North Korea sounds Australia's air raid siren

Australia faces no direct threat from North Korea but in light of the beleaguered JSF program it's a reminder of Australia's vulnerability to potentially belligerent neighbours.

Australians should shudder when we look at what is happening in North Korea. We are clearly not in danger of attack but we are seeing the first illustration of the looming weakness of American air defence – a weakness that will become more and more apparent in coming years. And Australia is buttoned into that weakness.

The US sent F-22 fighters into the region to defend South Korea. The F-22 is a wonderful aircraft and will do the job, but the F-22 is no longer in production so its usefulness is going to decline in the wake of the new Russian-Indian and Chinese aircraft that will dominate the region. And the F-22 is not being sold to other countries, including Australia.

The plan was that the Joint Strike Fighter or F-35 would gradually replace the F-22 and in two months the Gillard government will be put under pressure to place orders for the JSF.

Canada has already declined similar pressure because it realises that the JSF is a complete lemon and a total waste of money.

The world is fortunate that North Korea did not emerge as a rogue state later in the decade. Had it waited, North Korea might have been equipped with the latest Chinese or Russian aircraft. Without further development, the F-22 will struggle against the new generation of Russian and Chinese aircraft. The JSF and the current Australian spearhead, the Hornet, will be useless against them.

It’s taken a long time but gradually Americans are waking up to the fact that they have been misled by their defence chiefs.

CNBC quotes Winslow Wheeler, the director of the Straus Military Reform Project at the Project on Government Oversight, as saying the JSF (F-35) program now costs approximately $200 million per aircraft whereas the superior F-22 would cost only $143 million.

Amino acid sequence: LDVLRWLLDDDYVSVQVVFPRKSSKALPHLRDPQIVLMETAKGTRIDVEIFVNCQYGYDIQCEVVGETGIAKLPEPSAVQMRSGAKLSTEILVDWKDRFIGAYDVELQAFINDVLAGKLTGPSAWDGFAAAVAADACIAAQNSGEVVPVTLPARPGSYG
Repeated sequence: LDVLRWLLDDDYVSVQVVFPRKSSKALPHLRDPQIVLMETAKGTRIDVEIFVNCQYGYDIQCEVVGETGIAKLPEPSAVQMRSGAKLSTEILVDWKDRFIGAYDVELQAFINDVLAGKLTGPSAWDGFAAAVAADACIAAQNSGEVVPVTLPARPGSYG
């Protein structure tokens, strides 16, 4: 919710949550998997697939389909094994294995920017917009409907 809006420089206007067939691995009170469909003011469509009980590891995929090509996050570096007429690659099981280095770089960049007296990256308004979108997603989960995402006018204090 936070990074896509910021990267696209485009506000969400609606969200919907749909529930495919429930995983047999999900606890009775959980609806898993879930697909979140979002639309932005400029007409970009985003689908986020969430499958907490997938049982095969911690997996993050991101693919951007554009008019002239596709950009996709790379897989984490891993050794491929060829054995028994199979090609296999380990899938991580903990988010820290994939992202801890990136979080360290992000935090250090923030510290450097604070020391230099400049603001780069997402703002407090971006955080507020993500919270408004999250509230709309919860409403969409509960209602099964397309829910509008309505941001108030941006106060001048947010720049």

Wheeler says that the JSF, having missed its original deployment date of 2012 is now being scheduled for 2019 “if it ever gets to that stage”.

Wheeler says the US defence chief’s took a vertical landing design and said, 'let's make that supersonic'.

"But STOVL [short take-off and vertical landing] airplanes have to be short and stumpy, and supersonic airplanes like to be twin-engine, and long and fine-looking", Wheeler says.

The defence chiefs then tried to make the JSF a multi-purpose fighter and bomber but each function has different design specifications. Then they further complicated the design process by aiming at versions for each of the American services. The result was a disaster and a large number of basic design faults have arisen.

Wheeler points to just one fault: "The pilots say they can't see to the rear, because of the way the cockpit meets the fuselage and the placement of the headrest. Seeing to the rear is essential for fighter aircraft."

So what will it cost to correct these problems? Wheeler says that in June 2012, the Government Accountability Office released a report estimating that the revised development cost would exceed $55 billion, a 23-per cent jump over previous estimates. But Wheeler says that the acquisition costs will be at least $396 billion plus a projected total cost of $1.1 trillion for the JSF’s entire 30-year service life - a total of $1.5trillion. Wheeler believes the JSF costs will rise further.

"We're only 25 per cent of the way through the initial testing, and this is the easy, laboratory testing. Real testing doesn't even begin until 2017.”

Despite all the time and money, Wheeler says that he does not expect the completed JSF (F-35) to be “much of an improvement over what the military already has patrolling the skies”. In fact some of the military's existing airplanes already outperform the projected performance of the JSF.

"The smart thing to do is put these things out of their agony and initiate a properly conceived program to design a fighter and a separate air-to-ground bomber,’’ he says

What Wheeler does not say is that that because the JSF barely matches existing US aircraft the new generation Russian-Indian and Chinese aircraft will swamp it. Indonesia will have the Russian-Indian planes.

The last thing the current Australian crisis-ridden government wants to think about is long-term defence. But after the election we should press the Americans to take the F-22 production tools out of mothballs and merge the program with the JSF so that the F-22 can be enhanced by the JSF software developments and remain competitive.

North Korea will then have done us a favour by raising the alert.

My recent commentaries on the JSF include:

(Stephen Smith’s 11th-hour flight option, March 5).

(Awakening to a decade of defence failure, February 19).

(Shooting down lies from the sky, February 15).

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